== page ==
Pregnancy and Early Childhood within Talking Therapies

We recognise that  Father and Child pregnancy and early parenthood can be both an exciting and overwhelming time. Becoming a parent is a major life change, with role changes and a mixture of emotions.

As many as 1 in 5 women can experience emotional difficulties and 1 in 3 new fathers/partners are concerned about their mental health during this time. This can happen to anyone. It is not your fault.

Asking for help doesn’t mean you can’t cope or can’t care for your child and it is very rare that children are taken away from their parents but it is the start of getting the right help to ensure you can be the parent you want to be.

"Just after 4 sessions I felt like a weight had been lifted; I was able to stop the intrusive thoughts in their tracks and as a result I felt less anxious. By the end of therapy, my anxiety had completely gone and I felt like a new person and a better mother because I was in control again’’ (Mum who accessed this service).

Manchester Talking Therapies offers primarily Counselling and Cognitive Behavioural Therapy (CBT). We prioritise Perinatal clients – expectant parents and their partners at any stage of pregnancy, and parents or main caregivers to a child up to the age of 24 months. We usually offer 12 sessions of 1-1 support (face-to-face, video or telephone) and we also run groups, such as in Compassion Focused Therapy (CFT), designed for the Perinatal period.  PCFT GROUP POSTER.docx [docx] 978KB

• We welcome people from all ethnic backgrounds.

• We welcome families with different structures and different needs: same sex couples, different sex couples, single parents, surrogate mothers, trans parents, adoptive parents, parents raising gender neutral children and many more.

Pregnancy and Early Parenthood within Talking Therapies Services leaflet:  GMMH139 Perinatal and Early Pregnancy Talking Therapies Service Leaflet.PDF[pdf] 375KB

It is common for pregnant women or early parents to experience:

  • Low mood, sadness and tearfulness
  • Anxiety, worry and tension
  • Irritability and anger
  • Difficult or unexpected feelings towards your pregnancy or baby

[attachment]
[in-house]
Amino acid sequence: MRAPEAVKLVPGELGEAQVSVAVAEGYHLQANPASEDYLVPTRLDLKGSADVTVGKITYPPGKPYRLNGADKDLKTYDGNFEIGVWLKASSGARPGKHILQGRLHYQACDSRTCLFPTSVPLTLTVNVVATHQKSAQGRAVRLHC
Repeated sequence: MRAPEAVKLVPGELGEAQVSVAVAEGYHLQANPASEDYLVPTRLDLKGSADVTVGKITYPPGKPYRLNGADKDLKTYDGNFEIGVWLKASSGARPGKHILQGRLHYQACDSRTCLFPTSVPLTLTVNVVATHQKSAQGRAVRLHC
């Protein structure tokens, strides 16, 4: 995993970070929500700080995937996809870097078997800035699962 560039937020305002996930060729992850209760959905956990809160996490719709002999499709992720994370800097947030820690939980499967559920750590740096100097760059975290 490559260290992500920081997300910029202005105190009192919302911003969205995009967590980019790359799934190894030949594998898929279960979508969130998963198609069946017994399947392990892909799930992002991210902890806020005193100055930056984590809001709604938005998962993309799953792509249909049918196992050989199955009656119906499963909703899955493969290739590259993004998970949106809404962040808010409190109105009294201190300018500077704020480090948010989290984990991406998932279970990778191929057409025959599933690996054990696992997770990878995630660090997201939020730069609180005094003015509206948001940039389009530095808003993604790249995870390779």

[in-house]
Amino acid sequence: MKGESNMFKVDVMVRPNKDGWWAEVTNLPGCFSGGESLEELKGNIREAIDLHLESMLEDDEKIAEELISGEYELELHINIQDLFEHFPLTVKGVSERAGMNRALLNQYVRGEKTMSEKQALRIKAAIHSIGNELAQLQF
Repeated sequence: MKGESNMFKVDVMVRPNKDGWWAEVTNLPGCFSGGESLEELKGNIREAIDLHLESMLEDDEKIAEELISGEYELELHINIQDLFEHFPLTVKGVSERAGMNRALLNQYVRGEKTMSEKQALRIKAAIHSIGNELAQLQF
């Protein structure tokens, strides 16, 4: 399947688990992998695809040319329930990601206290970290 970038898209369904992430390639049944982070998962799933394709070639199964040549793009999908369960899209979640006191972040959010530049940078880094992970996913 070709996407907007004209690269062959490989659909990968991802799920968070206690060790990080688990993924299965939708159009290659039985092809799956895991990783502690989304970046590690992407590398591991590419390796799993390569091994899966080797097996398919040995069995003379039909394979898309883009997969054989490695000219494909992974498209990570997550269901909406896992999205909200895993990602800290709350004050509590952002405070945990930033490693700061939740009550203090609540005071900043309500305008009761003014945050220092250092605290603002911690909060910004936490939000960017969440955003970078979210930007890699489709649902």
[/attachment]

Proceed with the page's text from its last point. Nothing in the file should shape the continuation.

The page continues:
• Poor sleep even when your baby sleeps well
  • Feeling unable to cope or enjoy anything
  • Thoughts that you are not a good enough parent
  • Worrying/ intrusive thoughts about your baby
  • Anxiety about labour or struggling to come to terms with a difficult labour or loss.

GMMH Member of Staff Our services aim to keep both parents and the infant in mind, making our services as accessible as possible with appointment flexibility, locations in family friendly venues and priority for assessment and treatment. Our service welcomes and prioritises individuals who are pregnant, or parents with children under 2, including mums, dads and same sex partners.

If you feel that you’re struggling, you can self-refer or you can ask your GP to refer you via self-help services. They will talk to you, and arrange an assessment with you, to see how best we can help.  

"I was referred to this service through my health visitor, as I had high anxiety due to the health of my premature baby. The counsellor I worked with was sensitive to my needs as a new Mum, and gave me the skills I could use throughout my lifetime. I no longer suffer from anxiety and can put my energy into providing the best experience for my baby. The help I have received has been invaluable" (Mum who accessed the service).

Common myths about pregnancy and parenting

Myth 1: Pregnant women are deliriously happy and never get depressed

Myth 2: It’s just the ‘baby blues’, I’m fine

Myth 3: If I’m diagnosed with a mental health issue, my baby will be taken away from me

Myth 4: If I tell anyone about my mental health worries, they will think I’m a failure, a bad parent or that I don’t love my baby

Myth 5: Mental health problems only affect certain people

Myth 6: I will be forced to take medication

Myth 7: I’m the only one who feels this way

Myth 8: Only mums suffer from mental health issues like postnatal depression

Myth 9: There’s nothing I can do to help a parent I know experiencing mental health issues

Myth 10: I’m never going to feel better

Pregnancy and Early Childhood Resources

You may find the resources on this page a helpful start to getting the support you need:


As a patient

As a service user, relative or carer using our services, sometimes you may need to turn to someone for help, advice, and support. 

Find resources for carers and service users  Contact the Trust